Insulin binds to a tyrosine kinase receptor on the cell surface, and that ultimately activates a protein phosphatase which goes around removing phosphates from , making it active.
Content Reviewers:Rishi Desai, MD, MPH
Glucose is a 6-carbon molecule that’s used to make energy, in the form of adenosine triphosphate, or ATP.
Glycogen is basically an enormous molecule or polymer, that’s made up of glucose molecules linked together by glycosidic bonds.
You can think of glycogen having a main chain, and there being multiple branches sprouting off of it.
These branches allow glycogen to be compact and capable of rapid addition and removal of glucose.
It’s a bit like growing a plum tree in a tiny house with a short ceiling.
The short ceiling limits the tree’s vertical growth, but the tree’s able to branch off, so that it can still grow and produce many plums in a tight space.
Now let’s say that you just wrapped up a delicious lunch - you had tacos! Glucose is absorbed from the intestine and our blood sugar goes up. The pancreas responds to high blood sugar by secreting insulin.
Inside the cell, an enzyme called hexokinase adds a phosphate group to it’s 6th carbon, creating glucose 6 phosphate.
Then, glucose-6-phosphate is broken down during glycolysis, making ATP as a byproduct.
Over time, ATP levels start to rise and that inhibits certain enzymes in glycolysis.
When that happens, the extra glucose-6 phosphate can be used to make glycogen. And that usually takes place in the liver and muscle cells.
There are four main steps in glycogen synthesis.
First is attaching a uridine diphosphate, or UDP molecule to glucose.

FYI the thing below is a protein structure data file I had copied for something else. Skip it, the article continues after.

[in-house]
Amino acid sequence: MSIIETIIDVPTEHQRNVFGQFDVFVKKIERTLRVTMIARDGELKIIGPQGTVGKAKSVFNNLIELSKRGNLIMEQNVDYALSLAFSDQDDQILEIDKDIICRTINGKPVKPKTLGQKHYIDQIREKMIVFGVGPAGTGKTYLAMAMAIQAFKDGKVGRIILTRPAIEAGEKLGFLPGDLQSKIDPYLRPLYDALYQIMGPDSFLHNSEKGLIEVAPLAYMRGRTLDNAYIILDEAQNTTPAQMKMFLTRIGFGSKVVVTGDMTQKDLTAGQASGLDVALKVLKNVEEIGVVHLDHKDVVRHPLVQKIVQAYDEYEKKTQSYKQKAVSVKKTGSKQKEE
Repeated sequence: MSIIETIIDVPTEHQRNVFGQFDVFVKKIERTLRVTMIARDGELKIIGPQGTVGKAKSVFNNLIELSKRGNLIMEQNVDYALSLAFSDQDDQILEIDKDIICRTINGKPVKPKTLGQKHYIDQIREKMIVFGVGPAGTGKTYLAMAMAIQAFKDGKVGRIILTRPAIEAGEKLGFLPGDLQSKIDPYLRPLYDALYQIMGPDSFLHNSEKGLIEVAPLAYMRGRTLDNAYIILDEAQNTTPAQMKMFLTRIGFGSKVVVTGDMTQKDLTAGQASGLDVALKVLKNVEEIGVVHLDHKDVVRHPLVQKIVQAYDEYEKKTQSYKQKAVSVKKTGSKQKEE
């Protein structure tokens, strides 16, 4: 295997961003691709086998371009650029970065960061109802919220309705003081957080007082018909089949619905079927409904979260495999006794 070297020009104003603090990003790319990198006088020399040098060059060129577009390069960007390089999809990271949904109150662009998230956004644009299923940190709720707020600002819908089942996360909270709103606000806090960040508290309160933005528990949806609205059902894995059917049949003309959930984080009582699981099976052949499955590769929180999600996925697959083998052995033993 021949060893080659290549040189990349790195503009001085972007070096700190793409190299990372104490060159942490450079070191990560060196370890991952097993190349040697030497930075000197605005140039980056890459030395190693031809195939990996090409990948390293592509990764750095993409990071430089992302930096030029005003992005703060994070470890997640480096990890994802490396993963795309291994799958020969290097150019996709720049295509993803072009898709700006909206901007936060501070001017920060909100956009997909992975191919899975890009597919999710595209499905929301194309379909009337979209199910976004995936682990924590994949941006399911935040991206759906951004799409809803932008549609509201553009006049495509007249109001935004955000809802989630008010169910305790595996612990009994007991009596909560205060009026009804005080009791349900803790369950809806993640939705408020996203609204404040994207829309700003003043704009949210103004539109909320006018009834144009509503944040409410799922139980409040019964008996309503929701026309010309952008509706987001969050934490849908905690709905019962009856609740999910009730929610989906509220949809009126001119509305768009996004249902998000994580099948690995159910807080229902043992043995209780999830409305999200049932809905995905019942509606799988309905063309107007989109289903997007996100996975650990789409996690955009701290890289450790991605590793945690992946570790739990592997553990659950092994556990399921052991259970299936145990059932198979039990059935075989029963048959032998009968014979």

Third, is adding more glucose molecules to that primer - a bit like forming a conga line.
And fourth, is adding branches to the glycogen molecule.
So starting with step one, to make UDP-glucose, an enzyme called phosphoglucomutase moves the phosphate from the 6th carbon of glucose-6-phosphate to the 1st carbon, creating glucose-1-phosphate.
Next, we’ll need energy - which, uniquely, comes in the form of uridine triphosphate, or UTP.
In the presence of glucose-1-phosphate and UTP, an enzyme called UDP-glucose pyrophosphorylase cuts two phosphate molecules off of UTP, which give the energy necessary to complete this reaction.
So only one phosphate remains attached to uridine, and then glucose-1-phosphate is added to it.
That makes two phosphates. So the resulting molecule is called UDP-glucose.
Once many glucose molecules are converted into UDP-glucose molecules, we’re ready to create glycogen.
An enzyme called glycogen synthase catalyzes the attachment of the glucose part of UDP-glucose to another glucose residue at the end of glycogen branch, forming an alpha 1,4 glycosidic bond. It’s almost as if the glucose molecules are holding hands!
And in addition to prolonging the glycogen chain, there’s another byproduct of this reaction is UDP.
But, it turns out that glycogen synthase can only elongate an already existing glycogen chain that’s at least 4 glucose molecules long.
So, if there aren’t at least four glucose molecules linked up together already, then glycogen synthesis requires a protein called glycogenin.
Glycogenin plays the role of fooling glycogen synthase by catalyzing the attachment of 4 glucoses to itself, creating a short chain connected with alpha 1,4 glycosidic bonds.
By doing that, it’s able to tell glycogen synthase “Hey, we have a chain here that kind of looks like an old glycogen molecule”.
Glycogen synthase falls for it, and elongates this short chain on glycogenin by attaching lots of glucose molecules to it through alpha 1,4 glycosidic bonds. This elongates the chain and creates a new linear glycogen molecule.